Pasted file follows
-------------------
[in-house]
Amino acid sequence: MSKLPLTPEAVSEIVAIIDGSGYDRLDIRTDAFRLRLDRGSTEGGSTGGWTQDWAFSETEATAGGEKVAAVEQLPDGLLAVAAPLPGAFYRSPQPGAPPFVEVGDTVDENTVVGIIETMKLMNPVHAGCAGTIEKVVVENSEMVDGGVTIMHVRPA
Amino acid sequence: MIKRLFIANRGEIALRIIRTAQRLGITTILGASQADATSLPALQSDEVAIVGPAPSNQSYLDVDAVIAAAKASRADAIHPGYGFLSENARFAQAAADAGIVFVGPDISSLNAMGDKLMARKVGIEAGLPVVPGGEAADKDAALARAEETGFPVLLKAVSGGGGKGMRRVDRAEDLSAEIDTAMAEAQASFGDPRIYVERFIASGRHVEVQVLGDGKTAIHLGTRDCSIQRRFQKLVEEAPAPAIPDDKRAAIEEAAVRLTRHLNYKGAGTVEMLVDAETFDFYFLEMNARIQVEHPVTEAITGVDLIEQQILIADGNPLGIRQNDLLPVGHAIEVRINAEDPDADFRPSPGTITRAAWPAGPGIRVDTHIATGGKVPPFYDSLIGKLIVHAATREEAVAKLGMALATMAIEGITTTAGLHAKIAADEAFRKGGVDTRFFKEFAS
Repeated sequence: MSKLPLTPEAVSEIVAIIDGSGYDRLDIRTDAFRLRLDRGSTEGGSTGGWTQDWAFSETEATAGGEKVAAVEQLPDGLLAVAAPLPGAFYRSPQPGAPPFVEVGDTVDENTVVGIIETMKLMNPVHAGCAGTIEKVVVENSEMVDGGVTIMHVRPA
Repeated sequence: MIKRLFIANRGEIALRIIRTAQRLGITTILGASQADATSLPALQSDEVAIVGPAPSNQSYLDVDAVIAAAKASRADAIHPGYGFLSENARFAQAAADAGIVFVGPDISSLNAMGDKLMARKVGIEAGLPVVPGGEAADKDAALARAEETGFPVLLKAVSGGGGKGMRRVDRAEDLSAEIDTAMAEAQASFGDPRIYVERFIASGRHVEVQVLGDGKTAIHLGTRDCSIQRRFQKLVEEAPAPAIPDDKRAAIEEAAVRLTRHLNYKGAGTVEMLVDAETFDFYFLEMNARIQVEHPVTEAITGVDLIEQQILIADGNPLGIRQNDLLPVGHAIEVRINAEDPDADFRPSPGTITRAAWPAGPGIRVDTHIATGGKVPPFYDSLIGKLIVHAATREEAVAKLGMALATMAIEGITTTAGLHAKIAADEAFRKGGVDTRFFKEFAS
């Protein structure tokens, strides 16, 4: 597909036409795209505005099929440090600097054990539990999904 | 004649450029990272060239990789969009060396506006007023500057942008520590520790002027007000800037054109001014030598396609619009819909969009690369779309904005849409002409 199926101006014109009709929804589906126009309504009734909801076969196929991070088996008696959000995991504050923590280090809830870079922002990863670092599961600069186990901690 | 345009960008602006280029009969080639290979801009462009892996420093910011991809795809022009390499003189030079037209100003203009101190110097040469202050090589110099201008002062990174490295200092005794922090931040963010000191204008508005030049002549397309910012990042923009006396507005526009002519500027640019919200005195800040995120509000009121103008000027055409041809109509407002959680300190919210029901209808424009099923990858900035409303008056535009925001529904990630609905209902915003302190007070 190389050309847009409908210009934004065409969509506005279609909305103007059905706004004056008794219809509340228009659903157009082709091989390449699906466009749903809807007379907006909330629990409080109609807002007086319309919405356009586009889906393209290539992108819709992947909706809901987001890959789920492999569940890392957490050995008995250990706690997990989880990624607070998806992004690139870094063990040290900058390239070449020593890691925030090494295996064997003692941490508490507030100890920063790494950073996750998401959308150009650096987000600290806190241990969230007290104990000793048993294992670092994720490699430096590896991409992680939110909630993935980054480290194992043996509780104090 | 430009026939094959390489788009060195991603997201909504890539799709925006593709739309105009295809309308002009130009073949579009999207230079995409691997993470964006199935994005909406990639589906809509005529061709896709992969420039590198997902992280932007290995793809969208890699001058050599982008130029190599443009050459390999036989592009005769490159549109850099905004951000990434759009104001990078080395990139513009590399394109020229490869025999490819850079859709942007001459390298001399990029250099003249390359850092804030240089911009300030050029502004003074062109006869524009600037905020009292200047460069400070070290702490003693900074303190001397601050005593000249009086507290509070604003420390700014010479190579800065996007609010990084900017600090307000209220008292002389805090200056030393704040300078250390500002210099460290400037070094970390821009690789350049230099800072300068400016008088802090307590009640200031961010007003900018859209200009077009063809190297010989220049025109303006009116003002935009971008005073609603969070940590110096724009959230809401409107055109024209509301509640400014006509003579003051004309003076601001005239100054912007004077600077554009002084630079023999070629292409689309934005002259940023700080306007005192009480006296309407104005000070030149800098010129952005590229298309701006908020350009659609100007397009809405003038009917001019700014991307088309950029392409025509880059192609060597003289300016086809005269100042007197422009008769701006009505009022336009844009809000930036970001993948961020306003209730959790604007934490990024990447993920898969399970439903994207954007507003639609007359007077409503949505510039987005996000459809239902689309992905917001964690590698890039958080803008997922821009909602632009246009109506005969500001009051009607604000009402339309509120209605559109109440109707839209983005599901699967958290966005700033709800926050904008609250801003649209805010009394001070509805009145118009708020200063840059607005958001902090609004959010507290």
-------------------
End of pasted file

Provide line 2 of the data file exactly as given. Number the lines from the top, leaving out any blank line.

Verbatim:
Amino acid sequence: MSKLPLTPEAVSEIVAIIDGSGYDRLDIRTDAFRLRLDRGSTEGGSTGGWTQDWAFSETEATAGGEKVAAVEQLPDGLLAVAAPLPGAFYRSPQPGAPPFVEVGDTVDENTVVGIIETMKLMNPVHAGCAGTIEKVVVENSEMVDGGVTIMHVRPA